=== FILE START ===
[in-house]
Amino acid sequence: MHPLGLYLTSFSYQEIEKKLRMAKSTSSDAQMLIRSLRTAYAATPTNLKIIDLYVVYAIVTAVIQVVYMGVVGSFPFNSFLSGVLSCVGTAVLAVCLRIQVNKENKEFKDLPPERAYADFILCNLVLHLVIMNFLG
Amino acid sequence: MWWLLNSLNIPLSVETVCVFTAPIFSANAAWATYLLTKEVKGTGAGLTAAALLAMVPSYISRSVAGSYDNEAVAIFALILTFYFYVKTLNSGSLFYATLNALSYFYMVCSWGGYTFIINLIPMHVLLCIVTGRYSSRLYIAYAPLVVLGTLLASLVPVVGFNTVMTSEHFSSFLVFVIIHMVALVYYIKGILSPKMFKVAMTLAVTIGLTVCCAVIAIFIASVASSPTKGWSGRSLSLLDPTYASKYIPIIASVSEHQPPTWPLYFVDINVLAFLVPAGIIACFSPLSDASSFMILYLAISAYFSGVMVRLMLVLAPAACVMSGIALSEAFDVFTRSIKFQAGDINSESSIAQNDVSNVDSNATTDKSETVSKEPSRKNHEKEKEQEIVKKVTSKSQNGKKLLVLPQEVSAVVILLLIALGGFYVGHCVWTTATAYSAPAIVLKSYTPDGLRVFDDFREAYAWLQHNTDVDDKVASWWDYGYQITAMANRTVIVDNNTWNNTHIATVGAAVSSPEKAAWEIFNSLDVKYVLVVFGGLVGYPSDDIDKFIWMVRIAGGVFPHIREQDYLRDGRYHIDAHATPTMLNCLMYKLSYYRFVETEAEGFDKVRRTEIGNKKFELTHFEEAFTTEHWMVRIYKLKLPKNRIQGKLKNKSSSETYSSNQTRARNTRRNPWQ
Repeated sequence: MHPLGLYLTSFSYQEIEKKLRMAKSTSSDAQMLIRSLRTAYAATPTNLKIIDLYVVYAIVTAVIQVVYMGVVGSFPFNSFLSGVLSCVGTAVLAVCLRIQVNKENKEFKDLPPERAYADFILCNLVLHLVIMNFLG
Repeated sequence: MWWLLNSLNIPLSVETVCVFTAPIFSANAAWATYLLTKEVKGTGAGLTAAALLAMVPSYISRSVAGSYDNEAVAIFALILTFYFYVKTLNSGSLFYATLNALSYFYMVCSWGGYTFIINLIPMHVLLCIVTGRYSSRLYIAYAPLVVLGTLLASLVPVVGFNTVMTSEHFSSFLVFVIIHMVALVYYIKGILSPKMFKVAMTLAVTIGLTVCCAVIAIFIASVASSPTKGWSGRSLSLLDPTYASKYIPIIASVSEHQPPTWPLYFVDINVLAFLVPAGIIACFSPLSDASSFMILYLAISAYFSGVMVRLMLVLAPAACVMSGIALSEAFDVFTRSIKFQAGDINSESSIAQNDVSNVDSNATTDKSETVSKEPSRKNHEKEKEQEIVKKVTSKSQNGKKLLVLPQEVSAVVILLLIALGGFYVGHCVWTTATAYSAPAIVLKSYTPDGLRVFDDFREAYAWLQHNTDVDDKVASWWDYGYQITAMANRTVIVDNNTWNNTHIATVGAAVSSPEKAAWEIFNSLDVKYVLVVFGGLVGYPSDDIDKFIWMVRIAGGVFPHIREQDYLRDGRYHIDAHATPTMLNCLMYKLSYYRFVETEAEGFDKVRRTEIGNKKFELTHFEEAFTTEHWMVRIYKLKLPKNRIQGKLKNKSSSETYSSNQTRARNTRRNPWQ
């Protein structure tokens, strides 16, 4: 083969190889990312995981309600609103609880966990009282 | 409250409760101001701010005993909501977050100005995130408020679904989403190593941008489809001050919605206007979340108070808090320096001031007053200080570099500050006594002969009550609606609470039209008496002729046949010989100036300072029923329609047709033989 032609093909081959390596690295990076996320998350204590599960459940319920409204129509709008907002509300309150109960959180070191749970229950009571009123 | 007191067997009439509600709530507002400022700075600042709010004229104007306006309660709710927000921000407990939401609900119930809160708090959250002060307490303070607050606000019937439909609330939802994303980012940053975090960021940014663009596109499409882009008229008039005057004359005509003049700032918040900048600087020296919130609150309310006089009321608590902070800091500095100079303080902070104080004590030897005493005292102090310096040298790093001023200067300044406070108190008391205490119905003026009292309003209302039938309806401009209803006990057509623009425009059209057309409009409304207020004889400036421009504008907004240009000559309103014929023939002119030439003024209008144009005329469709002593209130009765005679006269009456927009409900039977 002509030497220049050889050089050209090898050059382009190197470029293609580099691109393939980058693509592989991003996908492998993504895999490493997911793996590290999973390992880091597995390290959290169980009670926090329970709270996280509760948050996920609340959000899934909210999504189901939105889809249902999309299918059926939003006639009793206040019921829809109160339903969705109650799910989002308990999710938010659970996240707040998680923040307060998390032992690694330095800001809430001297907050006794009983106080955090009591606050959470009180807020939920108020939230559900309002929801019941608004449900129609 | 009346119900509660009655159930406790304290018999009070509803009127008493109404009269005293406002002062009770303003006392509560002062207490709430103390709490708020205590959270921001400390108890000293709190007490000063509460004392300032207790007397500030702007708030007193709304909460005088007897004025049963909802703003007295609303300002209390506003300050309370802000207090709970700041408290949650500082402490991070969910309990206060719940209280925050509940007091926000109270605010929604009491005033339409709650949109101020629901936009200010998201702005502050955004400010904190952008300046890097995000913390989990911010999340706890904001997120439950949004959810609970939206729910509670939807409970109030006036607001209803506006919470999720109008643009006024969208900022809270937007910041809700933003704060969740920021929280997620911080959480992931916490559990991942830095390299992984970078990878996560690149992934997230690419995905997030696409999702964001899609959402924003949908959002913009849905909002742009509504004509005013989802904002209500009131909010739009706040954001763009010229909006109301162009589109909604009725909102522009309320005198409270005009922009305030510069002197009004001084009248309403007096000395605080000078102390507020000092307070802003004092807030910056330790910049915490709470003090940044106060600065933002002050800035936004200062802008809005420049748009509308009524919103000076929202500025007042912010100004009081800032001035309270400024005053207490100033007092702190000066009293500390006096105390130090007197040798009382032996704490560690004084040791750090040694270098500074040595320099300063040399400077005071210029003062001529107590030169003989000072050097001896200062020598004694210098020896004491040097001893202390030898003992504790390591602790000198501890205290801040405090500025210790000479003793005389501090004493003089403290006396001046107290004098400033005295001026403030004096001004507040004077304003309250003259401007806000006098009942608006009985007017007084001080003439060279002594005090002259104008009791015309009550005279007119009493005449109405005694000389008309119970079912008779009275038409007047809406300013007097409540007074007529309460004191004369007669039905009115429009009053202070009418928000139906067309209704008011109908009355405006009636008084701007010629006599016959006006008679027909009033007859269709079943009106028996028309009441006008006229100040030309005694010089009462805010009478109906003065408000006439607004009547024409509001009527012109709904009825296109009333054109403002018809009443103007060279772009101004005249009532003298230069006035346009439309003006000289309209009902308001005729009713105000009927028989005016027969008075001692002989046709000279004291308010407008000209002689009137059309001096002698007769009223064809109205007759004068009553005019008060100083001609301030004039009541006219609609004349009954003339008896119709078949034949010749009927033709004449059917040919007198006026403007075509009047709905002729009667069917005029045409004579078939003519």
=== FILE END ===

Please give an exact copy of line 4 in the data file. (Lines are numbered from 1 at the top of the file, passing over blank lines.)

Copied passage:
Repeated sequence: MHPLGLYLTSFSYQEIEKKLRMAKSTSSDAQMLIRSLRTAYAATPTNLKIIDLYVVYAIVTAVIQVVYMGVVGSFPFNSFLSGVLSCVGTAVLAVCLRIQVNKENKEFKDLPPERAYADFILCNLVLHLVIMNFLG